Like I said earlier, I like to wake up super early. But doing that in this apartment, I just didn’t know what to do with myself. So I’d end up leaving the apartment and walking around Prospect Park, which was just a couple of blocks away, until the sun came up. I was having this struggle, but I was sort of coming to a resolve and finding peace within myself as well. I was learning to accept all the colours and shades of who I am – whether it was me from 16 years old, or me now, at 37. It didn’t matter, because it was all one and the same. The keys are really sparse and just one note, and to me they represent this coming together and solidarity of these two personas merging into one. I incorporated the piano to feel that resonance of this split becoming unified. And the chorus echoes the idea that when the world all comes crashing down, it feels good to just let go and allow things to take their course. That’s the big theme of this record.

This is a love song for my wife, and it allowed me to look at her in a different light. My wife and I collaborate on a ton of things together – a lot of the comic books and the lyrics and music that I write – and now here we were about to collaborate on a life together, and it was just a really special moment that framed her in a way that made me want to express myself in a song for her. So that’s basically what I did, and Here to Mars is me trying to encapsulate that emotion. I wanted the song to feel epic and explosive, and distant like a journey. Some people might get literal with it and say, ‘You only love your wife to Mars? But that’s only the neighbouring planet of our solar system – it’s not really that far away!’ But to me, Mars might as well be the other end of the universe because I’m never going there. Maybe I should just do a series of love songs about the solar system next time out? Ha ha!

Ghost is a very introspective song. It’s an acoustic track, and it ends Side A of the record. Once I knew we were expecting the birth of our first son, this song allowed me a moment to question myself and ask what kind of a father I was going to be. It was all so new to me, and I wondered whether it was going to be an original experience, or if I was going to echo the ghost of my parents and their upbringing. I’m sure it’ll be a little bit of both, but that’s why I approached the song in such a stripped down manner. It’s me contemplating my future as a father. And the more I look at this album now, the more I think there is a concept there, it’s just more autobiographical rather than a science-fiction fantasy. It’s a story about a man and his wife, and the trials that they endure pre- and post-parenthood. It’s like a Coheed and Cambria concept record, except that it’s about Claudio and Chondra.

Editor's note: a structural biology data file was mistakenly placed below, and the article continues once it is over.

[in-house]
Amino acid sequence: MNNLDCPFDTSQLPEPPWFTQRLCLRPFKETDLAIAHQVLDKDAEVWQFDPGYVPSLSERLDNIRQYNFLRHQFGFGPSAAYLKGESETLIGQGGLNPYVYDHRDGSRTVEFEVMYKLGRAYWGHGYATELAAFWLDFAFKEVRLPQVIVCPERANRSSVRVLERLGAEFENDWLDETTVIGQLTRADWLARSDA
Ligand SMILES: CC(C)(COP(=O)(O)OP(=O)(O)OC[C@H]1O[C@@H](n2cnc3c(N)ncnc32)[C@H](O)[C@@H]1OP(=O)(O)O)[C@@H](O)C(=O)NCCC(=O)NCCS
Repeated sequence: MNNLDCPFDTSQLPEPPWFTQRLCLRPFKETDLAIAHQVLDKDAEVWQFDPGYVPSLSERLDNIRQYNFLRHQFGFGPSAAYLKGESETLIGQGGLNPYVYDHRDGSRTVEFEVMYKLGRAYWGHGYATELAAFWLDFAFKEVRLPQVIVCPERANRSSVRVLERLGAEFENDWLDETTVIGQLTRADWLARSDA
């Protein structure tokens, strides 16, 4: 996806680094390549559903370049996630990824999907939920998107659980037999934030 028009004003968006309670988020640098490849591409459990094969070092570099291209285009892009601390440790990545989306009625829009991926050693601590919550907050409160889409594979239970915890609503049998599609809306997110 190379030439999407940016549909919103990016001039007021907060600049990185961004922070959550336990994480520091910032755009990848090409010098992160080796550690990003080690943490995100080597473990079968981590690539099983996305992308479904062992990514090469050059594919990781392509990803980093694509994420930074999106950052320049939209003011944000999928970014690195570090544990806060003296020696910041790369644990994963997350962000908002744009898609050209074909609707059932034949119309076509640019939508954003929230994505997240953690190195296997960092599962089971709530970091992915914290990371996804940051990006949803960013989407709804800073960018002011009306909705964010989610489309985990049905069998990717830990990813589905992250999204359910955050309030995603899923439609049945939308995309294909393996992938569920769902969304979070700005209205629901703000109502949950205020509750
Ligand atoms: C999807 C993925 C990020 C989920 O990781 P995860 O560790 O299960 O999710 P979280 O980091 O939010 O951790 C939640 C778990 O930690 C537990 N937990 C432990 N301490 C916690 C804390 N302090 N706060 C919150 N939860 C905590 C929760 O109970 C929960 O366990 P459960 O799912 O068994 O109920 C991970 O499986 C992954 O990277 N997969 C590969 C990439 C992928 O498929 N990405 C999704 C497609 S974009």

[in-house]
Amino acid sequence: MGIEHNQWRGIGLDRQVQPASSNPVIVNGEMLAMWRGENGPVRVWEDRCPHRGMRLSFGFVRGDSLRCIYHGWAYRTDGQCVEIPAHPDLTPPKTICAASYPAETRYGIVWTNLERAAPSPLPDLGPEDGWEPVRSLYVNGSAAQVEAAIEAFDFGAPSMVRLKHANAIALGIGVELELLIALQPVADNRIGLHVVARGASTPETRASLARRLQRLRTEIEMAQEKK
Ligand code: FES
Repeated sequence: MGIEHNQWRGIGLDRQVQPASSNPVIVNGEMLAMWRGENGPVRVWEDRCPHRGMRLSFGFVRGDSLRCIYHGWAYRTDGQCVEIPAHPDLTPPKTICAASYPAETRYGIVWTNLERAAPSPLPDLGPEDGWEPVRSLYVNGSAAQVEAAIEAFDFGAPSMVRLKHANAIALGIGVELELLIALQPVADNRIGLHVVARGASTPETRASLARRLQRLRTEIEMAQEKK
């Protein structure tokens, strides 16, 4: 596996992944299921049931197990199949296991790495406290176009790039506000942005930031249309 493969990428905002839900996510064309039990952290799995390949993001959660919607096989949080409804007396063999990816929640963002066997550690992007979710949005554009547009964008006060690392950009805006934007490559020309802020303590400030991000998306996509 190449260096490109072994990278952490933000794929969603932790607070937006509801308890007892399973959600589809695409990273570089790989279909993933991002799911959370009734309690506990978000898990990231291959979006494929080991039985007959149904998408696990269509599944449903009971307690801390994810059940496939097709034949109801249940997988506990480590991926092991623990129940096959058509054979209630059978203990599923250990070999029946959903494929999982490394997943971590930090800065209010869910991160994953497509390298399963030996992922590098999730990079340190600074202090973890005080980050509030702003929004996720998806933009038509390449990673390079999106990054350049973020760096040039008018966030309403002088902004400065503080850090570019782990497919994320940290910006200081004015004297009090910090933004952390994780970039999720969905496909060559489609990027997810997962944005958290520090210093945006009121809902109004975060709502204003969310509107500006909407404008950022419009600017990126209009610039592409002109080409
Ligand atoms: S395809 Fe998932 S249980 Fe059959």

Atlas is my son. My wife and I had a boy, and we named him Atlas because he was going to be the guide and the map to this new chapter in our life. I wrote the song before he was born. I was so excited and I couldn’t wait to meet him, but I also knew that inevitably I was going to have to leave him for my job and what I do. So that’s basically what this song is about: although I’m leaving him, he’ll be the anchor that will allow me to remember where home is, and no matter where I am in the world he will be with me. Home doesn’t have to be a structure that sits somewhere, you see. It’s just the comfort of family, I think. With the opening riff I was trying to echo a lullaby, and when the band kicks in I wanted the song to feel energetic, happy and hopeful because I was excited about having a son. I’d already written the introspective question that ended Side A, and so I wanted Side B to start off with a rocker.